Private equity’s relationship with debt is something like Ebenezer Scrooge’s relationship with the Ghost of Christmas Past, in that it may not be free of the dragging, clanking chains of low returns until firms stop loading companies with so much debt.
Exhibit A: Private equity-backed IPOs are delivering dismal returns in their first month of trading, according to new reports from Bloomberg and Renaissance Capital:
“The 13 offerings by private-equity funds have fallen 2 percent in the first month of trading after averaging gains every year since at least 2001, according to data compiled by Bloomberg and Greenwich, Connecticut-based Renaissance Capital LLC. The IPOs have also lagged behind the Standard & Poor’s 500 Index, while companies without support from buyout firms have beaten the benchmark gauge for U.S. stocks by 5.8 percentage points after their initial sales.”
The implications are obvious: PE firms need today’s IPOs to produce strong enough returns to attract buyers for tomorrow’s IPOs. Otherwise, options can become painfully limited for portfolio companies that need new capital in order to pay down debt (the active high-yield markets only provide a way to extend the debt maturities).
So how about the Renaissance Capital data in that Bloomberg story? Well, it only measures a single month of performance.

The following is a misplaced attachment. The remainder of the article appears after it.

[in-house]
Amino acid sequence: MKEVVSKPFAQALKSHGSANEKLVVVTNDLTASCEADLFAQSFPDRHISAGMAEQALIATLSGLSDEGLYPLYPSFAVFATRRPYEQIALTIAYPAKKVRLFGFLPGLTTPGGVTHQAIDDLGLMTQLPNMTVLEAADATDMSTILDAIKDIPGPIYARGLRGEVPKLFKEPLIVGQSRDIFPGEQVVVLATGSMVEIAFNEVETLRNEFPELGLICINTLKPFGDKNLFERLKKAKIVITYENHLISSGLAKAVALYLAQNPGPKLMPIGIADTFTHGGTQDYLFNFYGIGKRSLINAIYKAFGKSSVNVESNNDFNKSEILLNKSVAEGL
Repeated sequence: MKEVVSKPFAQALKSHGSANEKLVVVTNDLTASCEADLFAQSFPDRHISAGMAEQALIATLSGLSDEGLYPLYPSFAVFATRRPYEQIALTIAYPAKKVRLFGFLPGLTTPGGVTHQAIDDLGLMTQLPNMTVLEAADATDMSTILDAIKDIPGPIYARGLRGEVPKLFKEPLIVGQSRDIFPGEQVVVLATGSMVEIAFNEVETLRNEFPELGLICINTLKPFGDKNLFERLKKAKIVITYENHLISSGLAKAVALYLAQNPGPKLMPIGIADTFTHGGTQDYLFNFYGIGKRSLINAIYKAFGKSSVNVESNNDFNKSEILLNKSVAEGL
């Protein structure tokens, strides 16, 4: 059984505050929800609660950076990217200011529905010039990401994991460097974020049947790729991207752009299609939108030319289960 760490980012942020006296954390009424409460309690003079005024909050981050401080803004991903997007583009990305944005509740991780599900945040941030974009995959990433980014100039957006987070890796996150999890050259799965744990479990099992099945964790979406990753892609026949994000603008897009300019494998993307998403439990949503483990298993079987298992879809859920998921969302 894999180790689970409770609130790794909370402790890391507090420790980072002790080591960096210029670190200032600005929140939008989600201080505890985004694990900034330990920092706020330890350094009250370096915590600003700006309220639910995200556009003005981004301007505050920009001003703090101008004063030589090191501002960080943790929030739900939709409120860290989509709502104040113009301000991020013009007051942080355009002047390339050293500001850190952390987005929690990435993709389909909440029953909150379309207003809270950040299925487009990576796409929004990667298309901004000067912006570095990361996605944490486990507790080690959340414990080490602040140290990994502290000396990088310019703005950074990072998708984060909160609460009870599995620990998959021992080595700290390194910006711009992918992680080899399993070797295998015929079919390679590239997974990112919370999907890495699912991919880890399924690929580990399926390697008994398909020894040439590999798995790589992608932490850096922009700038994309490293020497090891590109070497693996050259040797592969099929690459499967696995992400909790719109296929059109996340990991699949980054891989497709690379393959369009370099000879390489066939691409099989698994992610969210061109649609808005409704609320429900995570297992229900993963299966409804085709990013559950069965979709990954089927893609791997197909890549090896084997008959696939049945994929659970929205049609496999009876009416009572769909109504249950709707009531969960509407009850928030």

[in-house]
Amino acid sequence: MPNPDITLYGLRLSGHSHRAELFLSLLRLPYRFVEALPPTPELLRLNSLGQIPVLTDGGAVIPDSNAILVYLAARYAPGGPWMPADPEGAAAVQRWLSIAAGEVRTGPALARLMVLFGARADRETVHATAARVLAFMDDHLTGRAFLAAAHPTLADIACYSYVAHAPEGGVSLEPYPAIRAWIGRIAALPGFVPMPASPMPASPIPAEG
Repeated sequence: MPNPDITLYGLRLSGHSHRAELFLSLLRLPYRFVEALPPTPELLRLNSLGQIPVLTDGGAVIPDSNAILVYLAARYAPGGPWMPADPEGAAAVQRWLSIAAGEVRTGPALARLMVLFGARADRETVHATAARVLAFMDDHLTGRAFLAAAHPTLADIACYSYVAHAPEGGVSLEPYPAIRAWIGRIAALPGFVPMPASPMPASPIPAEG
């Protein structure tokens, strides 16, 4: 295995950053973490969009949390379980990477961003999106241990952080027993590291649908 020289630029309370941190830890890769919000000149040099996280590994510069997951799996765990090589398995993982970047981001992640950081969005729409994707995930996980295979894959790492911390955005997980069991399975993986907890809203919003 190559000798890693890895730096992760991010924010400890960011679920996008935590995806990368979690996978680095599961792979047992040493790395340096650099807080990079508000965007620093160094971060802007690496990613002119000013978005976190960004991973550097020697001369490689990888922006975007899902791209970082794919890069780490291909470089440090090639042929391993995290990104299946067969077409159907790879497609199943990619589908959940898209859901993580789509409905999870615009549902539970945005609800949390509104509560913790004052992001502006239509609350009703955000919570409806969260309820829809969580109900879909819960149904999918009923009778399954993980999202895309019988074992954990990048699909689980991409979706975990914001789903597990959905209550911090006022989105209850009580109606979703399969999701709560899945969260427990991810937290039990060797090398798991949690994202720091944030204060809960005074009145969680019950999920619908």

If you extend the view to three months, the trading looks better. Dealogic reports that the day after the offering, U.S. IPOs backed by sponsors moved up 4% and sponsor-backed companies listed elsewhere jumped 8.6 percent. After three months of trading in 2010, U.S. sponsor-backed IPOs were up 9.2% while global ones were up 6.8 percent.
And Renaissance Capital’s own site shows that IPOs overall are hardly doing fabulously: The average return of all 49 IPOs in 2010 to date is… a paltry -1%. So private equity IPOs are actually ahead of the game, if you take the long view. And it’s even better if you consider that back in February, buyout chiefs doubted the PE IPO wave would even happen.
That’s not to say that sponsors are in the clear. One of the worst-performing IPOs of the year, Cellu Tissue Holdings, has fallen 27% in value since its IPO in January; the company was backed by Weston Presidio. Nearly all the IPO proceeds went to Weston Presidio; the remaining $29 million went to pay off the company’s debt.
But so long as private equity IPOs don’t do worse than other IPOs – and largely, they aren’t – the markets will remain welcoming. Remember, 2010 has been the biggest year for financial sponsor-backed IPOs since 2007, with 27 offerings to date.